According to Reuters, Fox is finally weaning off their bad Simpsons-renewing habit, and have declared they they only want one more season of The Simpsons at most, if the voice actors agree to their “draconian” pay cuts. That would be Season 24, the 2012-2013 season, falling just short of the unthinkable 25 year milestone (unless you go by the Simpsons’ Tracey Ullman Show debut, which marks its 25th anniversary this April). But keep in mind these are anonymous executives, in the middle of some big-time renegotiations where they repeatedly use the press as a conduit to spread rumors and innuendo to get a more favorable deal, from a TV network that once straight up lied said their plan “is not all Seth [MacFarlane], all the time” while giving him three and maybe four shows, which happens to be a subsidiary of one of the most cartoonishly evil corporations in the world, so take that with a pillar of salt.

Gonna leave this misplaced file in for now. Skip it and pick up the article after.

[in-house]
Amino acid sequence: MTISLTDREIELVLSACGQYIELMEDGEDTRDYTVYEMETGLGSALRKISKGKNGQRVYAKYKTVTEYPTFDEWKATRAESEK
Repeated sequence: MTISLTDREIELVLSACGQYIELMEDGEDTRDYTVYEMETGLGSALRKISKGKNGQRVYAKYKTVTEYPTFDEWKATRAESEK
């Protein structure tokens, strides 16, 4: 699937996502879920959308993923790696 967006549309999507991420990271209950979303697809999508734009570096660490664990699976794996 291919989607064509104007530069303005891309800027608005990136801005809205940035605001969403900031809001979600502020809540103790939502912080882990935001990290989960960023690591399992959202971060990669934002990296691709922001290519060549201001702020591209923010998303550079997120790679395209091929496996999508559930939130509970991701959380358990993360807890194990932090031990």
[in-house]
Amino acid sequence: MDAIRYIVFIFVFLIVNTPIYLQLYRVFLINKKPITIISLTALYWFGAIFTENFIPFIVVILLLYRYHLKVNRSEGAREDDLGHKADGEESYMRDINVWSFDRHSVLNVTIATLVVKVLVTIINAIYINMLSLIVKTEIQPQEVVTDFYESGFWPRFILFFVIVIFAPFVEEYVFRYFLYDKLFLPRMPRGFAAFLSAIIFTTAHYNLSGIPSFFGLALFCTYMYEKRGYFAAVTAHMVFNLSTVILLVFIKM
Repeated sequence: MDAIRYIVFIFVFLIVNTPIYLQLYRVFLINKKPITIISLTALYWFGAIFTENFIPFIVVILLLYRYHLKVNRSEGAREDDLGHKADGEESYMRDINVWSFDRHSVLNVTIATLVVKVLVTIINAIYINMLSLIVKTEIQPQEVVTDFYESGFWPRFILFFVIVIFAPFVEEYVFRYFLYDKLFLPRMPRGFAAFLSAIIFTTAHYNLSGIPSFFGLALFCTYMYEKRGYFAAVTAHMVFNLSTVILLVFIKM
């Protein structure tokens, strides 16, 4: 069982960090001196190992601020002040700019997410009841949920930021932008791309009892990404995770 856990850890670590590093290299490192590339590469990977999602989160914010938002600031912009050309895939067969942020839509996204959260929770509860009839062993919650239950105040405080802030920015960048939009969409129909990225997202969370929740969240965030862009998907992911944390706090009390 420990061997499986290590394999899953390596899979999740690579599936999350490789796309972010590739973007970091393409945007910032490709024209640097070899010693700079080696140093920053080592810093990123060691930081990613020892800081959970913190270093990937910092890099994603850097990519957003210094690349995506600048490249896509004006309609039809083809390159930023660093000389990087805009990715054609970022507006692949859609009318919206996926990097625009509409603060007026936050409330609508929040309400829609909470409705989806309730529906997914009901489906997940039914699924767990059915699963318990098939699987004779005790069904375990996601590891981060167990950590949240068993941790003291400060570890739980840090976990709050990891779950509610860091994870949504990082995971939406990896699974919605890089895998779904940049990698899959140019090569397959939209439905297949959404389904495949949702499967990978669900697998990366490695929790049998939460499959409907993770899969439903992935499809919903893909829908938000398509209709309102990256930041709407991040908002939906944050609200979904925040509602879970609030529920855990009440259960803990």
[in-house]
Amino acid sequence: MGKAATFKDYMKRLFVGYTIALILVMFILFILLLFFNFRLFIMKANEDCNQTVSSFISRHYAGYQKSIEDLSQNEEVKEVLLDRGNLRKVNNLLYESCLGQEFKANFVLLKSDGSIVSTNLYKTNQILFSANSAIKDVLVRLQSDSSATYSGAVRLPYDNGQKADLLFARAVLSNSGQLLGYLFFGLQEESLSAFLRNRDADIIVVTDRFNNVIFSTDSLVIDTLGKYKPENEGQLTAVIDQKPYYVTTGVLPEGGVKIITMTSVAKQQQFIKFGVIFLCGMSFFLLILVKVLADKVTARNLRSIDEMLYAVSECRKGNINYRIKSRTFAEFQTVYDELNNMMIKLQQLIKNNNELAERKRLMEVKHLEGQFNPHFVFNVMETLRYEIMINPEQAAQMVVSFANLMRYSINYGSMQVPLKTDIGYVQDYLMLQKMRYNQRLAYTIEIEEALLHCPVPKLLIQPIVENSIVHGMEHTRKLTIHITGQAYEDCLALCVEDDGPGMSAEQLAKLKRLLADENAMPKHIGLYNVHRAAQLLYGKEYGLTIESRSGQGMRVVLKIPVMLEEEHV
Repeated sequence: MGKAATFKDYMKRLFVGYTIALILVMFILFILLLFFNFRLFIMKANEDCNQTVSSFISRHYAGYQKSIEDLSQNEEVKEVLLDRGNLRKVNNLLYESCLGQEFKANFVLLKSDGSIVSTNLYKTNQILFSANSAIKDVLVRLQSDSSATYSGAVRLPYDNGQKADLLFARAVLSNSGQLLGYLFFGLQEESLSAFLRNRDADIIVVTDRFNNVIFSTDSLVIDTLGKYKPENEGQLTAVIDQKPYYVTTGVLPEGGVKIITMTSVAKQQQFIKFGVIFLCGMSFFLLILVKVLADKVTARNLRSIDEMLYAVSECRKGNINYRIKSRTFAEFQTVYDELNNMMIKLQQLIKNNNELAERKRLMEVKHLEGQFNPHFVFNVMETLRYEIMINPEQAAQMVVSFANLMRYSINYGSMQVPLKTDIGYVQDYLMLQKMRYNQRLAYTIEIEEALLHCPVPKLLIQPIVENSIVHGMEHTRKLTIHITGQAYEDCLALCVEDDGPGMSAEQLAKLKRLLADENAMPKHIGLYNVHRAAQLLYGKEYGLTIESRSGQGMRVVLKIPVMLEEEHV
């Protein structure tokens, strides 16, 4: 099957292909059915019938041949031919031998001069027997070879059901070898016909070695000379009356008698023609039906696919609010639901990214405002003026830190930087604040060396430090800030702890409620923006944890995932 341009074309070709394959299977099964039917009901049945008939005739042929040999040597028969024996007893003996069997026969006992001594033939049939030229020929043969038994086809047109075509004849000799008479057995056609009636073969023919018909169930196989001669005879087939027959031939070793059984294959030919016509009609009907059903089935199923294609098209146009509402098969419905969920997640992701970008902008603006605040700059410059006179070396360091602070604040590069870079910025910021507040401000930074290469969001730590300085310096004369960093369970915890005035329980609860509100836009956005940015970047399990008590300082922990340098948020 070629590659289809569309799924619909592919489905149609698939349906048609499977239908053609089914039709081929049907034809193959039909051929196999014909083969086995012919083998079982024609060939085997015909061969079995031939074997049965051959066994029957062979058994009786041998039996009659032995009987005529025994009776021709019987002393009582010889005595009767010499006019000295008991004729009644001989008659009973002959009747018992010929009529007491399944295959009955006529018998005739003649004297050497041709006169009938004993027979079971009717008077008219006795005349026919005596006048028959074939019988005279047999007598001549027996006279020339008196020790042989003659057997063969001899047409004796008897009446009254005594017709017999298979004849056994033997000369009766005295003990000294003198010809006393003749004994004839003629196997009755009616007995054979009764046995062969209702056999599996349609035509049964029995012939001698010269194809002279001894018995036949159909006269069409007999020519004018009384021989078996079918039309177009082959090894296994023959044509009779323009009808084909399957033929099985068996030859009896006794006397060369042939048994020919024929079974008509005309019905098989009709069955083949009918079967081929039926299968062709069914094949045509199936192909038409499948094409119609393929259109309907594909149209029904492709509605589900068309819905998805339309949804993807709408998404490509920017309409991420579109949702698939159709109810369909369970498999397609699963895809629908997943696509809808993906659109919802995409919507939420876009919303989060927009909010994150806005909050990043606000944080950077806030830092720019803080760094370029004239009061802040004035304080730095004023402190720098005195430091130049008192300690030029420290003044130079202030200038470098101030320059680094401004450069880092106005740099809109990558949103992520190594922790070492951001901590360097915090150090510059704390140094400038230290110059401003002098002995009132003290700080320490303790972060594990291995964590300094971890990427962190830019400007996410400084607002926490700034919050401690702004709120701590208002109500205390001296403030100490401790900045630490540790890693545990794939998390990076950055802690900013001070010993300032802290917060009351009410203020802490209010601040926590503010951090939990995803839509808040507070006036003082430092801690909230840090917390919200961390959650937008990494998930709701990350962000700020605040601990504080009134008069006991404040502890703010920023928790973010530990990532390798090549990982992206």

Also according to these unnamed executives, “the show is no longer profitable for the network.” Forbes asked a bunch of analysts, and found that ending the show would likely more profitable for Fox than continuing it:
The freedom of selling the show into syndication on cable or even to online streaming providers like Netflix or Amazon could generate $1-2 million an episode for a show that has produced nearly 500 of them, RBC estimates.
Those revenues – around $750 million of incremental content monetization – are likely to come across a number of years, because of the original syndication deal and the likely preference for smoother earnings, “but the upside is real.”
RBC estimates broader syndication for The Simpsons post-cancellation could add 10 cents per share to News Corp.’s bottom line.
So now we appear to have reached the point foretold by Troy McClure, who once asked, “Who knows what adventures [the Simpsons]’ll have between now and the time the show becomes unprofitable?” Extra credit goes to former Simpsons writer Greg Daniels, who back in 2008 predicted the show would end when “the per episode syndication price falls below the cost of producing an episode.”